Seafood and Sustainability:
Are They Compatible?
By Emily Powell
If you’re anything like me, you love fish and seafood. However, it does seem a bit odd to enjoy salmon or shrimp while living in the middle of the Sonoran Desert, which is why I prefer to choose protein sources that are more locally produced and more sustainably managed than seafood. Fish and other seafoods can be wildly difficult supply chains to trace, making it really hard to determine if I’m making an unsustainable choice. In addition, the grim reality of overfishing and overexploitation of our world’s fisheries has done an incredibly effective job at nearly eliminating my appetite for fish and other foods that come from what’s left in our seas.
Despite the reality that only a fraction of us live near the beach or ocean, the issues of the unsustainability of our marine fishing industries permeate all of our consumeristic diets and lifestyles. Beginning in the 1800s with our decimation of the whale population in pursuit of satiation of our lamp oil appetite, and accelerating in the 1900s with the development of sophisticated fishing techniques to fill expanded fishing capacities intending to make affordable protein widely available, humans continue to have tragically detrimental impacts on the structure and integrity of the ocean’s food webs and ecosystems. By 2003, a scientific report stated that, as a result of more advanced fishing techniques and a larger demand for cheap seafood, the population of large fish was just 10% what it was before industrial age developments. Now, the Monterey Bay Aquarium’s Seafood Watch website announces a newly depressing statistic: 90% of the world’s fisheries are overexploited or have collapsed.
But this is not the end.
There are fisheries and fishing techniques that are more sustainable than others, as various certification programs such as the Marine Stewardship Council and the Monterey Bay Aquarium’s Seafood Watch tell us. In consideration of the future of our ocean and our world’s natural beauty, it is our choice and our duty to boost the advancement of sustainable seafood and create the demand that is needed to pressurize supply chains into being more responsible and environmentally ethical. So, in order to prevent the complete annihilation of the ocean’s food webs and ecosystems, we have choices to make. Here’s how to make those choices as informed and proactive as possible:
Eat seafood that’s been sourced directly from sustainable fisheries. How do you know if it’s sustainable? Ask questions. Let the business or restaurant know it’s important to you to understand where this fish came from and how it was caught. If you can find out the species of fish and the method that was used, reference the Monterey Bay Aquarium’s Seafood Watch website/pocket guide/app to find the sustainability rating.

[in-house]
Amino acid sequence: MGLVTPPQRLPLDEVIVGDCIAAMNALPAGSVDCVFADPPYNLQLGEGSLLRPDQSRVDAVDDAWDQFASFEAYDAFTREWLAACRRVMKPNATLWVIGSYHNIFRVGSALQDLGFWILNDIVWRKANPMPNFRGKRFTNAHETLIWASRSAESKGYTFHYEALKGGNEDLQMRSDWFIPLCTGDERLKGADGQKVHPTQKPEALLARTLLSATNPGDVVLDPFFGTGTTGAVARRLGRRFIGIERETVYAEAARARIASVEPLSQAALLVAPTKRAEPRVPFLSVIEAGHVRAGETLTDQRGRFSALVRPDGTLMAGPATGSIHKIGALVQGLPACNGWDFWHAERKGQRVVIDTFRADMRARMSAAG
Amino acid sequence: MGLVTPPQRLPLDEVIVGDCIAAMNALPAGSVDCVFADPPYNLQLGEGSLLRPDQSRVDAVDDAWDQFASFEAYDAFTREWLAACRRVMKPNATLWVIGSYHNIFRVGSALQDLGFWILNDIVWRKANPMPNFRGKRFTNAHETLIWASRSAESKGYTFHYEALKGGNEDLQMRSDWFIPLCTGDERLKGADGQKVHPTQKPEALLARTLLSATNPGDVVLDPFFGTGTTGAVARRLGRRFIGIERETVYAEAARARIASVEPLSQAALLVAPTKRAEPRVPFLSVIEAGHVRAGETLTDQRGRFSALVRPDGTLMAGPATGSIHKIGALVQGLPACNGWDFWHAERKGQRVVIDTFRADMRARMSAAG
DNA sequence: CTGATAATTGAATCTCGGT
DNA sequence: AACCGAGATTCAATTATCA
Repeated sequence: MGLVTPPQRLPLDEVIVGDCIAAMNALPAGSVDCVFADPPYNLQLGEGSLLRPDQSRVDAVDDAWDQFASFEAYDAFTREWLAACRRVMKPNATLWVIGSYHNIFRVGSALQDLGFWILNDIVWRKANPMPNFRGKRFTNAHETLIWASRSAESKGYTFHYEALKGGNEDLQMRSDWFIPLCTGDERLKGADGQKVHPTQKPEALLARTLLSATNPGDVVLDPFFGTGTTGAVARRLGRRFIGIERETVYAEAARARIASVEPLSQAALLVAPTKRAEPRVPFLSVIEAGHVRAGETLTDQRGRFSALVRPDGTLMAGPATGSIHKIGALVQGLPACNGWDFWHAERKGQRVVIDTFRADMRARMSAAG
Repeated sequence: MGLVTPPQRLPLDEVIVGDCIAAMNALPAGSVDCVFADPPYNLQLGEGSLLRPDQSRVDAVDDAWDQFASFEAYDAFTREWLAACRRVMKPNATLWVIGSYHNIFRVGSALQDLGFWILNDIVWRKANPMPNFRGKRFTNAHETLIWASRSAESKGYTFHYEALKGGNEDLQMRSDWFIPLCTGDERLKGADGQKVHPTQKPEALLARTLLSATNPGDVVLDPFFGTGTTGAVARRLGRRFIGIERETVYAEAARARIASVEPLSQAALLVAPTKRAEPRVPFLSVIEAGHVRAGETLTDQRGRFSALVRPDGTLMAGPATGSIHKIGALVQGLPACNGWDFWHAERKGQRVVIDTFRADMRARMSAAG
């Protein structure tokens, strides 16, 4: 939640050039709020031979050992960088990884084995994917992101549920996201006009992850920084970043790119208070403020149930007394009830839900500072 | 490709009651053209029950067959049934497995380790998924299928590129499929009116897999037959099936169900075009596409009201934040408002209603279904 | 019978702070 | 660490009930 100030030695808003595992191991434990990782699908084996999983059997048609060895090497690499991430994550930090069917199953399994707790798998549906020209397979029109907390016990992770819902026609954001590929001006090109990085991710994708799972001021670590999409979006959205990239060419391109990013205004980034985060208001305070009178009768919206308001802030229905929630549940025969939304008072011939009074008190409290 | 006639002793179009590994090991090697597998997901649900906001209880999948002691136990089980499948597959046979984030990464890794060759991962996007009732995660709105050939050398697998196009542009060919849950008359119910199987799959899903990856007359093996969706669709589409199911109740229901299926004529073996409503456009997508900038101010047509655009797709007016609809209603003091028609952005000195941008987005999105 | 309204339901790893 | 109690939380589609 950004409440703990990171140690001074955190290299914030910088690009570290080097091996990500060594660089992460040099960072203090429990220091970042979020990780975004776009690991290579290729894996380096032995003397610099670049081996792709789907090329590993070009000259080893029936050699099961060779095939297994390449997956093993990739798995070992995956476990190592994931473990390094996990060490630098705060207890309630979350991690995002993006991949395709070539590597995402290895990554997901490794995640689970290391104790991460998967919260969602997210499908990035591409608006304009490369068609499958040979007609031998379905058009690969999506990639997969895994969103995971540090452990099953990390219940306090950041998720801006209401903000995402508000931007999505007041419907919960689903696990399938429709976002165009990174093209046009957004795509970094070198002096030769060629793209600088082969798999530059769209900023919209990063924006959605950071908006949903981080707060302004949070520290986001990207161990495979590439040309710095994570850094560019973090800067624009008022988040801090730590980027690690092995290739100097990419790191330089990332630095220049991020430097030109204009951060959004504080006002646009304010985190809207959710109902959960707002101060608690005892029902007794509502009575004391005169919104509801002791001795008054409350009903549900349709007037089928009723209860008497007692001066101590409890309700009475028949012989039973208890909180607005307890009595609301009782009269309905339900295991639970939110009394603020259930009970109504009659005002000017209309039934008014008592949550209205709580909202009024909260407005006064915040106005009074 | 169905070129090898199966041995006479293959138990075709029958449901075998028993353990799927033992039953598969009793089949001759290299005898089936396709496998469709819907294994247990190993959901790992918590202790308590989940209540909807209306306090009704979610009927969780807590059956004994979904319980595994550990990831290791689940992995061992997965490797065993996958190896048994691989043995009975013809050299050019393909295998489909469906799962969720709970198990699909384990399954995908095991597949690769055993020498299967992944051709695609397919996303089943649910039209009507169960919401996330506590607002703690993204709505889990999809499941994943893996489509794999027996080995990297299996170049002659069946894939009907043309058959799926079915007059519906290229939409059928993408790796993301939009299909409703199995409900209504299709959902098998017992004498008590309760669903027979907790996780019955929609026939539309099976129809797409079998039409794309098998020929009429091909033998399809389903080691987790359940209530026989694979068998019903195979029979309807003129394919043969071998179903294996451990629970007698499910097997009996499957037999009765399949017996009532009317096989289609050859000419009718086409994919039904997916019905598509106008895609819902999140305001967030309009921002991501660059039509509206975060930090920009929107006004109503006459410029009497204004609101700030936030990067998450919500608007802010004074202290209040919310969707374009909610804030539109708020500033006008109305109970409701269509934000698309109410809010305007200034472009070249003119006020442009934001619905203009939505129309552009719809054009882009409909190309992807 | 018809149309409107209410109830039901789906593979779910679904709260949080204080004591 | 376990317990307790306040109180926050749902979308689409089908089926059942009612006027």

The Seafood Watch program is a science-based, peer-reviewed, qualified rating program that takes information from a fishery from several perspectives, including the reliability of current stocks, the responsibility of fishing techniques used, and the risk of bycatch and other environmental damages such as poisons, to determine the sustainability of the fishery. The program then translates this information into a readily-available categorization that gives you the “red,” “yellow,” or “green” light for supporting a specific seafood product. Avoid red. Be cautious of yellow. Go crazy over green. Easy enough, right?
Only consumers have the influence to change how our fishing industry works. Only we can pressure our policymakers and enforcers to lower their tolerance for illegal fishing, environmental damage, and black market exchanges of endangered species. We can speak loudly using our wallets, choosing to support companies that sell sustainable fish and use sustainable practices. Although it takes tremendous personal will and empathy to take responsibility for havoc being wreaked in areas we do not occupy with species that seem insignificant, it is a responsibility we must face to ensure that the next generation’s world will be even half as beautiful as today’s. This threat to the integrity of our pristine oceans is staring us in the face, and we’re not going to back down.
Somewhat insightful stuff worth looking at:
Grist interviews the Director of the Seafood Watch Program
The Guardian talks about supermarkets endorsing sustainable seafood
Emily’s exuberant passion for sustainability and sustainable nutrition stems from her everlasting love for the outdoors, people, dirt, and broccoli. As an undergraduate in the School of Sustainability at Arizona State University, Emily is working towards becoming a spokesperson for everyday sustainable food and lifestyle choices, including decisions on what foods you buy, where you buy them, and how you make the most of foods’ energy. Leveraging communication through writing, Emily has been recognized in competitions such as the DuPont Challenge and the Apprentice Ecologist Initiative for her essays on sustainability issues and initiatives, including Honeybee Colony Collapse Disorder and community gardens in elementary schools. Emily aspires to utilize relationships with other academic disciplines to plant the seeds of sustainability and nutrition principles in the young adults of her generation. She plans to earn her Registered Dietitian credential and work either on the community or personalized sustainable nutrition level.
Another question to ask is if the source can be traced reliably to fair trade sources. Many people are trafficked into slavery in the seafood industry world wide.